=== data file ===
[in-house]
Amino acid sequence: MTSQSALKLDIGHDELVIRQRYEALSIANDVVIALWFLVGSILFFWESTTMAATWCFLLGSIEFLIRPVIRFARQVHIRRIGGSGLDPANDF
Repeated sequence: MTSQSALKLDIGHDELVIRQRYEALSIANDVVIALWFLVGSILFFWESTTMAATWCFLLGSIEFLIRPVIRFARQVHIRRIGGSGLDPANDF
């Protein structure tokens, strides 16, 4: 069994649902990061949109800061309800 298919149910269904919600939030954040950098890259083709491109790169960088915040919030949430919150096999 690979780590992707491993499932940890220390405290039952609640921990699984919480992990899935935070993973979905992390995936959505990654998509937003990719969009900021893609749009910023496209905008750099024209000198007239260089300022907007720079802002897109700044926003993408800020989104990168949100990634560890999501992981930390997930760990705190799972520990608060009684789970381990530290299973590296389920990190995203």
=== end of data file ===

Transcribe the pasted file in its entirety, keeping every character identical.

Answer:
[in-house]
Amino acid sequence: MTSQSALKLDIGHDELVIRQRYEALSIANDVVIALWFLVGSILFFWESTTMAATWCFLLGSIEFLIRPVIRFARQVHIRRIGGSGLDPANDF
Repeated sequence: MTSQSALKLDIGHDELVIRQRYEALSIANDVVIALWFLVGSILFFWESTTMAATWCFLLGSIEFLIRPVIRFARQVHIRRIGGSGLDPANDF
């Protein structure tokens, strides 16, 4: 069994649902990061949109800061309800 298919149910269904919600939030954040950098890259083709491109790169960088915040919030949430919150096999 690979780590992707491993499932940890220390405290039952609640921990699984919480992990899935935070993973979905992390995936959505990654998509937003990719969009900021893609749009910023496209905008750099024209000198007239260089300022907007720079802002897109700044926003993408800020989104990168949100990634560890999501992981930390997930760990705190799972520990608060009684789970381990530290299973590296389920990190995203």